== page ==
Senators remove pay raise to themselves
South Carolina senators have removed a pay raise for lawmakers from their budget plan and given the money to local governments instead.
The Senate voted Tuesday to remove $2 million from the Finance Committee’s spending plan, which provided legislators $1,000 more per month toward in-district expenses. The proposal doubled the stipend to $24,000 yearly for each of the 170 legislators.
Senate Finance Chairman Hugh Leatherman says legislators haven’t received a raise since 1995, while the cost of gas has tripled since then, making it more expensive to travel around districts that can span multiple counties.
But Republican Sen. Paul Thurmond of Charleston argued the pay hike sends a message that legislators believe their raise is more important than government services.
His amendment adds the money to the local government fund.
Bill would OK card games, dice
The South Carolina House has advanced a measure to overturn an 1802 anti-gambling bill by allowing card games and dice in social clubs and homes.
A committee on Tuesday unanimously approved the bill already passed by the Senate and spurred by state police warning Sun City Hilton Head last year that bridge and canasta social clubs advertised by the retirement community violates state law.
Under strict reading of state law, any playing of social games could be considered as gambling and could result in liquor licenses being revoked.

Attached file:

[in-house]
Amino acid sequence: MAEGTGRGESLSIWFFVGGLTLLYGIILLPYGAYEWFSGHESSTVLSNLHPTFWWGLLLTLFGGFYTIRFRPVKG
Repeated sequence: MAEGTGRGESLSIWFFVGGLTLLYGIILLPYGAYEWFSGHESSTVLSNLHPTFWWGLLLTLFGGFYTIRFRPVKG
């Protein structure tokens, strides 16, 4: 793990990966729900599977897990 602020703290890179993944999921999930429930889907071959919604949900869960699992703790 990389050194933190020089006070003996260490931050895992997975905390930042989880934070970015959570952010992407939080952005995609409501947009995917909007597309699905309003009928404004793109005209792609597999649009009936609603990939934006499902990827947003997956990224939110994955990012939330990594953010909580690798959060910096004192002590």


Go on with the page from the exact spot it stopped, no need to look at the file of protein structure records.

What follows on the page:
Previous efforts to legalize games such as bridge and kitchen-table poker have been blocked over fears of the re-emergence of video poker and gambling.
Sponsoring Republican Sen. Tom Davis of Beaufort has threatened to challenge the law if the bill isn’t passed.
Wofford honors Panthers owner
Wofford has honored former player, alumnus and NFL owner Jerry Richardson with a statue on campus.
The school dedicated the statue this week. Richardson played football and graduated Wofford in 1959. He went on to own the Carolina Panthers and has held summer training camp at Wofford’s facilities since before its inaugural season in 1995. Wofford says about 375,000 people have attended Panthers’ practices in those 19 years.
Sculptor Todd Andrews fashioned a likeness of Richardson in stride. It stands on a patio between the football stadium and the Richardson Physical Activities Building.
Richardson is a member of the Wofford board of trustees.